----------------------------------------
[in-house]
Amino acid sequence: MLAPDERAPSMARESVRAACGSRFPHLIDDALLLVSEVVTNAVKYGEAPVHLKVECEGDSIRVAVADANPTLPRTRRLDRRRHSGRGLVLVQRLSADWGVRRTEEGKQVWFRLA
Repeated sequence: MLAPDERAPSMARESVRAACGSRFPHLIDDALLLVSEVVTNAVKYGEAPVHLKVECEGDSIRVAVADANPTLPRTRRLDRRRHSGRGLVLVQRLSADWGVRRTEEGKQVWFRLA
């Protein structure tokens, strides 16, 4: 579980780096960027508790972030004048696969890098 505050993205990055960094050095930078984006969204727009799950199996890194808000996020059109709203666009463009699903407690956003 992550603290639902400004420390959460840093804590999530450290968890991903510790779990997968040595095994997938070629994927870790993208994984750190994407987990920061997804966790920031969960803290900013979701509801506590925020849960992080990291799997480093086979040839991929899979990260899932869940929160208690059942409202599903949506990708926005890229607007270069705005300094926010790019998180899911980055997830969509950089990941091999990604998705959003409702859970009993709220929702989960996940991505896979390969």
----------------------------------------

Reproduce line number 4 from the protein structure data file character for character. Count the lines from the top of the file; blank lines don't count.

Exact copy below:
């Protein structure tokens, strides 16, 4: 579980780096960027508790972030004048696969890098 505050993205990055960094050095930078984006969204727009799950199996890194808000996020059109709203666009463009699903407690956003 992550603290639902400004420390959460840093804590999530450290968890991903510790779990997968040595095994997938070629994927870790993208994984750190994407987990920061997804966790920031969960803290900013979701509801506590925020849960992080990291799997480093086979040839991929899979990260899932869940929160208690059942409202599903949506990708926005890229607007270069705005300094926010790019998180899911980055997830969509950089990941091999990604998705959003409702859970009993709220929702989960996940991505896979390969």